One of the best nature documentaries of all time returns this weekend
- "Blue Planet II" premieres in the US on Saturday, January 20 at 9 pm ET.
- For the series, producers spent more than 6,000 hours underwater over four years, visiting 39 countries on 125 expeditions.
- The footage they captured is breathtaking, heartbreaking, and stunning.
"Blue Planet II," a BBC Natural History Unit production that premieres in the US on Saturday, offers the most breathtaking look at the oceans yet.
The producers take viewers to the surprisingly full-of-life waters 3,280 feet deep in the Antarctic. The cameras show an octopus battling a shark in a struggle to stay alive. There's a journey to finally discover where whale sharks give birth, and a look at how orcas use their powerful tails to kill herring with shockwaves.
At one point, the show's production team even filmed life in the deepest parts of the ocean, seven miles down, where scientists didn't know anything could live. Creatures there are under pressure equivalent to 50 jumbo jets stacked on top of each other.
There are at least 12 scientific papers being published based on what the teams observed.
"As filmmakers, it has been unbelievably exciting to make these films in collaboration and true unity with the scientists who can unlock the secrets to this magical world," Orla Doherty, the producer of the new series' second and seventh episodes, told Business Insider. "I feel like we've pushed the boundary of what we know about the ocean just that little bit more."
Our blue planet
The original "Blue Planet" series came out in 2001, and was one of the first nature documentaries narrated by David Attenborough. It captivated the world with the mystery and beauty of Earth's sees, and was followed by other stunning series like "Planet Earth" and "Life," which each showed how remarkable our planet is from other new perspectives.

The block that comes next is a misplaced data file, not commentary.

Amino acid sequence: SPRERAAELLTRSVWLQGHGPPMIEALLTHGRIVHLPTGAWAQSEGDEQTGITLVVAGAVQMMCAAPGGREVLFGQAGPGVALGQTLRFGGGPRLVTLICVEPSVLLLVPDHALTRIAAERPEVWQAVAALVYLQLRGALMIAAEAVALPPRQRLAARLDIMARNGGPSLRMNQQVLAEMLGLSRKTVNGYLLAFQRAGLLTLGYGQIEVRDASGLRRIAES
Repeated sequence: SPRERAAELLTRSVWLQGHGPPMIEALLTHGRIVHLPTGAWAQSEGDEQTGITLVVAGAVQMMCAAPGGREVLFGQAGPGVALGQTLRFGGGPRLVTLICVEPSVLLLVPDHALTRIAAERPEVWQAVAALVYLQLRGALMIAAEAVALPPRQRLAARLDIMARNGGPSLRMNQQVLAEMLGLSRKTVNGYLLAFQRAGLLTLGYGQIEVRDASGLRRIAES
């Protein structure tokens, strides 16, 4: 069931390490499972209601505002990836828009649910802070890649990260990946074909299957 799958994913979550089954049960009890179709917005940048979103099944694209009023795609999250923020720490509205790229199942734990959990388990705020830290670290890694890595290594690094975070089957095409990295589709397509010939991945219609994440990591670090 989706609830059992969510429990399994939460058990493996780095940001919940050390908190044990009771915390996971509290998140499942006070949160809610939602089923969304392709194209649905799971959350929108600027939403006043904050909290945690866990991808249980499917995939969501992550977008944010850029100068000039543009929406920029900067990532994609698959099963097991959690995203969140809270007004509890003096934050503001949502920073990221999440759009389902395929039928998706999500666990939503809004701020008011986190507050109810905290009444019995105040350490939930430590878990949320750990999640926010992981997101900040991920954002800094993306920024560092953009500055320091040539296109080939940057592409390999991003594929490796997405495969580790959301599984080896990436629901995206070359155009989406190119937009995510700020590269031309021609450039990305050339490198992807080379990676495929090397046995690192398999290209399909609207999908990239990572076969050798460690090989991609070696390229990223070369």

In "Blue Planet II," the producers take viewers further and deeper underwater to show how alien and otherworldly the ocean can be and remind humans of how connected we are to the sea.
"This place isn't just beautiful, it isn't just full of extraordinary animals doing really really incredible things," Doherty said. "Once you then stop and think, actually it's a healthy, thriving, vibrant ocean that's full of life and full of all the ecosystems doing their function, performing the services they do, that is what makes it okay for us to be living on this planet."
True natural history
As huge and full of life as the ocean is, people have the ability to impact it. The many ways in which human activity is causing widespread harm to the ocean and the creatures in it are shown to heartbreaking effect in several episodes.
"We didn't go out there as an environmental series at all but we went out there to film natural history and the natural history is that [the oceans are] changing," Doherty. "I went out to film deep sea corals, ancient animals that have been growing in the darkness of the deep, and what I found was a rubble field because a trawler had been through and had razed the corals to the ground. We came across these scenes over and over again, so it just became our obligation to include some of them because to show our audience an ocean and not show some of the ways we are changing it would have just been so untrue."
As hard to watch as some of those scenes are, they're powerful.
The show airs simultaneously on January 20 at 9 pm ET/8 pm Central on BBC America, AMC, IFC, WE TV, and Sundance TV. Check out the trailer below.
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